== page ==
• John Jantak

St. Lazare checking for illegal sewage system hookups

PHOTO BY JOHN JANTAK

St. Lazare council listen to resident Marc Leblanc about his complaint regarding basement flooding which the town primarily blames on illegal rainwater pipe connections to its sewage system.

The Town of St. Lazare is currently conducting inspections of certain households to make sure their rainwater pipes are not illegally connected to the town’s sewage system in order to help prevent basement flooding in some homes during a heavy rainfall, said Mayor Robert Grimaudo at the Tuesday evening council meeting, June 6.

The issue was raised during question period by resident Marc Leblanc who said his basement flooded again on Monday because of the day-long precipitation and asked what the town would do to fix the problem. Leblanc said his basement also flooded last August because of heavy rains.

The area affected is close to the downtown core north of Chemin Ste. Angélique between Rue Denis and Rue des Cèdres. Grimaudo said the town has been aware of the problem for over one year when it was first brought to their attention and has been doing what it can to resolve the problem.

Backflow problems

The biggest contributing factor has to do with the illegal sewage hookups in some houses, which overwhelms the system and results in water backflow problems for some residents, said Grimaudo. He added the system is designed to handle only sewage and that any other unauthorized connection is illegal.

District 4 Councillor Marc-André Esculier, who represents Leblanc, agreed with Grimaudo’s assessment and concurred that the town has been working on the issue and city representatives are conducting inspections at various homes in the affected area to make sure their rainwater pipes are not connected to the sewage system.

“We have to deal with the illegal connections which will go a great length in resolving the situation,” Esculier told Your Local Journal. “The town has been very pro-active but unfortunately with everything that has to be done, it could take up to one year.”

MRC will clean nearby waterway

A stream that runs nearby is another reason for the backflow problem because the accumulated sediment and silt at the bottom needs to be removed and the only government body that can authorize the clean-up is the MRC de Vaudreuil-Soulanges because waterways fall under their jurisdiction, said Grimaudo.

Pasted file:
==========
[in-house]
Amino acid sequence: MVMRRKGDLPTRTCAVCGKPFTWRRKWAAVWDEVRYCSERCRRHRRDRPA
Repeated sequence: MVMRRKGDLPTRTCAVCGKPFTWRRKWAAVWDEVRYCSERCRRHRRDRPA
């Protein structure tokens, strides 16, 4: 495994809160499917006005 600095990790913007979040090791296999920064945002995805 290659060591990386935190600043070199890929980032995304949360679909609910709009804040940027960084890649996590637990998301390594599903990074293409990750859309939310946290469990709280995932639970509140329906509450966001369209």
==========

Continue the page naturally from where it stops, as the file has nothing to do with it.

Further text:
“There is a project that has been approved by the MRC and it will be done before the fall and this process is to clean out the waterway. The accumulation of sediment is preventing the proper evacuation of rainwater and we also need to re-profile some ditches to alleviate the problem,” said Grimaudo.

He added the town always tries to stay atop of the problem and part of their strategy is to use a temporary pump during inclement weather when warranted to reduce the water flow in the sewage system. A proposal to install a permanent pump was rejected by the provincial environment ministry, said Grimaudo.

“It’s not an easy situation to rectify. I understand Mr. Leblanc’s situation and I sympathize with him but he would like to have the problem resolved immediately and that’s impossible. We hope the action plan we put in place will remedy the problem but we’ll only know that after everything has been done,” said Grimaudo.

Sinking foundation financial assistance

Financial relief could be on the way for homeowners with foundation problems after Mayor Robert Grimaudo announced that the town has applied to the provincial government for subsidies to provide financial assistance to homeowners who have had to undergo major renovations to stabilize their foundations.

“We passed a resolution at a special session of council two weeks ago because our application had to be done before the end of May,” said Grimaudo. “We’re now waiting on the provincial government to let us know whether our application will be accepted.”

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